The string of executives leaving Disney-owned businesses continued with Hulu this week.
Walt Disney Co. on Friday said Hulu Chief Executive Randy Freer will leave the company as the Burbank entertainment giant looks to take greater control of the streaming service’s business operations.
Disney became majority owner of the Santa Monica-based Hulu in March when it bought 21st Century Fox’s 30% stake in the streamer, adding to its own equal stake. In May, Disney assumed operational control of Hulu through a deal with fellow shareholder Comcast Corp., which agreed to sell its stake by January 2024.
Freer was named CEO of Hulu in October 2017, replacing Mike Hopkins, who now leads Sony Pictures Television. Freer will remain in his post for the next several weeks to assist with the integration into Disney’s direct-to-consumer and international business, Disney said.
Remaining Hulu executives will now report to business leaders within Disney’s direct-to-consumer division. Disney’s streaming services, overseen by direct-to-consumer chairman Kevin Mayer, represent a key initiative for the company and its chief, Bob Iger. The media behemoth is investing heavily in efforts to compete with Netflix and others entering the online subscription video space.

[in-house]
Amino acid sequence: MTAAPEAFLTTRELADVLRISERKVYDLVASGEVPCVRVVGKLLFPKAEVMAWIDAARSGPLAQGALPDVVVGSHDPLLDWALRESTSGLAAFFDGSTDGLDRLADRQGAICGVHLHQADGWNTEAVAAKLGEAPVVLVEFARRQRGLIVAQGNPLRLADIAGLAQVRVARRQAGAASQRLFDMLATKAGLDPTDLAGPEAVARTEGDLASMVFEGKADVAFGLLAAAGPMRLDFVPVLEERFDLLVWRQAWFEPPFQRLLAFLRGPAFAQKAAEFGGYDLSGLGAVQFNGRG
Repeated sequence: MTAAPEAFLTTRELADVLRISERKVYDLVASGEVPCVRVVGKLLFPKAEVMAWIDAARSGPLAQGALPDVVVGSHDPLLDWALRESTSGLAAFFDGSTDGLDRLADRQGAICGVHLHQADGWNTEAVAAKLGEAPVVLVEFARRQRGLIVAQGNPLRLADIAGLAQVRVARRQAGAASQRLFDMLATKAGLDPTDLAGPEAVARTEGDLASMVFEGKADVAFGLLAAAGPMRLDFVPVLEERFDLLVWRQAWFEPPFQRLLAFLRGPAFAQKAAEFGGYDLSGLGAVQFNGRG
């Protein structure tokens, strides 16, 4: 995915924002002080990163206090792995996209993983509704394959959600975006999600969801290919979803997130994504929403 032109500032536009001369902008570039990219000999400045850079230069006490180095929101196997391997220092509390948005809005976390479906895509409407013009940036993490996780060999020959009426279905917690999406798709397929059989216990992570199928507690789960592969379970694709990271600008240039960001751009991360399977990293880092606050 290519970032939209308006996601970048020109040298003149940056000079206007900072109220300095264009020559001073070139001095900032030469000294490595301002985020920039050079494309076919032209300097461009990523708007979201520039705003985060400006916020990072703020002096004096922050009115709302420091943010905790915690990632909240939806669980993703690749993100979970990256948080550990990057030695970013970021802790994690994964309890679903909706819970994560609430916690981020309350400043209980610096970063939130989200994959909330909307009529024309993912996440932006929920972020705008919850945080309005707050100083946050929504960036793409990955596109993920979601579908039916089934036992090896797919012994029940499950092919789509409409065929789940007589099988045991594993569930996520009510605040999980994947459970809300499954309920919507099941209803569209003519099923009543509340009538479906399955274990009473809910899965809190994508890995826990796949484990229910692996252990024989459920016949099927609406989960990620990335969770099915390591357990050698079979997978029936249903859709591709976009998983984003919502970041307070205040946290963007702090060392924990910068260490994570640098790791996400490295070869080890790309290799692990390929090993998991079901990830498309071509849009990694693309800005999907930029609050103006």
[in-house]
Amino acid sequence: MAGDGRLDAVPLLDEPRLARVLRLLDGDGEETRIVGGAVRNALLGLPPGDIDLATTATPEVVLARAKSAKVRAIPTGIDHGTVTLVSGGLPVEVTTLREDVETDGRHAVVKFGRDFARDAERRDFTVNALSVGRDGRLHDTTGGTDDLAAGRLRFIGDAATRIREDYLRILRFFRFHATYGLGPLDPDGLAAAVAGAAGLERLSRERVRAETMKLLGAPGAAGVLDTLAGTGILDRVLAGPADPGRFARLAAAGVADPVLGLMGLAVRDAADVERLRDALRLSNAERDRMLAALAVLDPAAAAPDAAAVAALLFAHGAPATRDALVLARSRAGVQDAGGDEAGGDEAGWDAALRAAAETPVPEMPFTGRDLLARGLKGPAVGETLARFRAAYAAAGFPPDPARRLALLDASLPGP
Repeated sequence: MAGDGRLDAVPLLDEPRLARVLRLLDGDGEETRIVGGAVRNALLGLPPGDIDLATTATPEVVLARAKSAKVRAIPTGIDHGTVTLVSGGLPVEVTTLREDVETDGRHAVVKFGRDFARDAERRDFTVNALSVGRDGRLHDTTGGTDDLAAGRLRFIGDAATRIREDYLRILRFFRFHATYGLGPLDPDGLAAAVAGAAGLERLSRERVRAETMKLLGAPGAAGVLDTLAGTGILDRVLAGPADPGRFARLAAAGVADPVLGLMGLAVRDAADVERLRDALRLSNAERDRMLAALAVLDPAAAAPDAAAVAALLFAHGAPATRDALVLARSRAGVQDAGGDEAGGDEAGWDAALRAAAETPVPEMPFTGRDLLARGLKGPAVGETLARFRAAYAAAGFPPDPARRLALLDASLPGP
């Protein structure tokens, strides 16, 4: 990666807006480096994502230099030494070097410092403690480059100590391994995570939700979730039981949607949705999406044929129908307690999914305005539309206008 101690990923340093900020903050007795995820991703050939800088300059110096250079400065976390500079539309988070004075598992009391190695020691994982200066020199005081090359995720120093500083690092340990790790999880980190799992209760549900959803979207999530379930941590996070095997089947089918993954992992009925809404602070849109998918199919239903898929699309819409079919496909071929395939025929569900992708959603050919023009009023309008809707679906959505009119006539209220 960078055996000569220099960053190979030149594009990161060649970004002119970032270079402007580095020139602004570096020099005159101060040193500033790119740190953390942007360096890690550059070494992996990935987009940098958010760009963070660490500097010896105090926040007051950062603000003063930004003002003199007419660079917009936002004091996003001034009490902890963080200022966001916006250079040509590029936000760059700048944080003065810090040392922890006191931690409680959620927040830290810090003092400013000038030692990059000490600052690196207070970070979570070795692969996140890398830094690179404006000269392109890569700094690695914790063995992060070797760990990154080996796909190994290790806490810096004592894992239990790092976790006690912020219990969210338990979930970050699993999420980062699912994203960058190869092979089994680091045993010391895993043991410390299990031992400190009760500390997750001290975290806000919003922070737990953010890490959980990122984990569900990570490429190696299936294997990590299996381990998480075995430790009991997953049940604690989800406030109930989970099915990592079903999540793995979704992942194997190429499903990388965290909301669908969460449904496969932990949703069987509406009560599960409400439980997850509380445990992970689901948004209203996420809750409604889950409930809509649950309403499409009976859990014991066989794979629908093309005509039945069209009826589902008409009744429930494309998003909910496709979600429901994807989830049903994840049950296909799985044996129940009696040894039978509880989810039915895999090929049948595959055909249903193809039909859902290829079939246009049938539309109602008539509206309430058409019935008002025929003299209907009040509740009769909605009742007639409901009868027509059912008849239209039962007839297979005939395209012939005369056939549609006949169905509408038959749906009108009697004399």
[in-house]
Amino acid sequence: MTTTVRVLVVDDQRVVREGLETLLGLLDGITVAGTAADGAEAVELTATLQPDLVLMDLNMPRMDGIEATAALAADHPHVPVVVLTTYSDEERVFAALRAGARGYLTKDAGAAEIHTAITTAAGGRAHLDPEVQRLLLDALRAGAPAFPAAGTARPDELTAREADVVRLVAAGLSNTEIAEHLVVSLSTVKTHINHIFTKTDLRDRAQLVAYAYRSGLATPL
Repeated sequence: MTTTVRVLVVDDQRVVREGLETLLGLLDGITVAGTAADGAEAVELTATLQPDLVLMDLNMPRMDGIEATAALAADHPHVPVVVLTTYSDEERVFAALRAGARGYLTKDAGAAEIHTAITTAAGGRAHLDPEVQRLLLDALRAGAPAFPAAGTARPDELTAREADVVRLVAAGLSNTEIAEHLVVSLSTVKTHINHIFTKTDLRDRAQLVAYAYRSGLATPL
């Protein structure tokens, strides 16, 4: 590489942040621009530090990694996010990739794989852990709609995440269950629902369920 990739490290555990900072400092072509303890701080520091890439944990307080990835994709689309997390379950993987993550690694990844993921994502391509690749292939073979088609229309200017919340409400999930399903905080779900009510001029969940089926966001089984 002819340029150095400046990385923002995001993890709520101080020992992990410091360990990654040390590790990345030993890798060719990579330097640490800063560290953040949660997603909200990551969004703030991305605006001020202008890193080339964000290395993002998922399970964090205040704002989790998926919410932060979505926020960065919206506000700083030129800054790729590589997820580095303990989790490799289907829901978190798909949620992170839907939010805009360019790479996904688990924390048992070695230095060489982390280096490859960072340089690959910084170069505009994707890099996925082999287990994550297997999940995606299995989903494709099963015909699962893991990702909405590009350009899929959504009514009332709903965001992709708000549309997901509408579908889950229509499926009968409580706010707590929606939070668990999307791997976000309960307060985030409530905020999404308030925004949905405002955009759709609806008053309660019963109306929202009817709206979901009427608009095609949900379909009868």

But Hulu, known for original series such as the Emmy-winning “The Handmaid’s Tale,” is also a key part of Disney’s streaming strategy. While Disney+ is the home to more family friendly-content, Hulu is expected to carry edgier programming from Disney-owned properties including FX Networks.
“I want to thank Randy for his leadership the last two years as CEO and for his collaboration the past several months to ensure an exceptionally bright future for Hulu,” Mayer said in a statement.
Freer is the latest major executive to leave Disney less than a year after the firm bought 21st Century Fox assets for $71.3 billion.
On Thursday, Disney said Emma Watts, the longtime production head of the 20th Century Fox film studio, had resigned from her post. A replacement is expected to be named in the coming weeks.
20th Century Fox, known for movies including James Cameron’s “Avatar” and James Mangold’s Oscar contender “Ford v. Ferrari,” was recently rebranded as 20th Century Studios, dropping the Fox moniker that is closely associated with Rupert Murdoch.